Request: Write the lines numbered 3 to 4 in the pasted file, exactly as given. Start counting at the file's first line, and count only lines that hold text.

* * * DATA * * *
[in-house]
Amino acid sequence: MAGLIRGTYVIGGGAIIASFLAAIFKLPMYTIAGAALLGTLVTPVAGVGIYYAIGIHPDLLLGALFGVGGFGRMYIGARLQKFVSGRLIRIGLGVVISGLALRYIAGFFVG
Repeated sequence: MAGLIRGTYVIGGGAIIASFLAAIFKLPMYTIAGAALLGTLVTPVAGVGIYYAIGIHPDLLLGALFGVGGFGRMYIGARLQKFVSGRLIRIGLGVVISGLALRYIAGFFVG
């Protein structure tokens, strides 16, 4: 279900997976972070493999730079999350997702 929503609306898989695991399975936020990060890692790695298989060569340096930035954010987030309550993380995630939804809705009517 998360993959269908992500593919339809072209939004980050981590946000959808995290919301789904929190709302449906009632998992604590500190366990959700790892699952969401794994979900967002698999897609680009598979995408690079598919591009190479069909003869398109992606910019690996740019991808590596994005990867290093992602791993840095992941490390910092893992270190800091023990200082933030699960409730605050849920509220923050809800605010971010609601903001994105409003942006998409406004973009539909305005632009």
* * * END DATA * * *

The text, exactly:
Repeated sequence: MAGLIRGTYVIGGGAIIASFLAAIFKLPMYTIAGAALLGTLVTPVAGVGIYYAIGIHPDLLLGALFGVGGFGRMYIGARLQKFVSGRLIRIGLGVVISGLALRYIAGFFVG
């Protein structure tokens, strides 16, 4: 279900997976972070493999730079999350997702 929503609306898989695991399975936020990060890692790695298989060569340096930035954010987030309550993380995630939804809705009517 998360993959269908992500593919339809072209939004980050981590946000959808995290919301789904929190709302449906009632998992604590500190366990959700790892699952969401794994979900967002698999897609680009598979995408690079598919591009190479069909003869398109992606910019690996740019991808590596994005990867290093992602791993840095992941490390910092893992270190800091023990200082933030699960409730605050849920509220923050809800605010971010609601903001994105409003942006998409406004973009539909305005632009």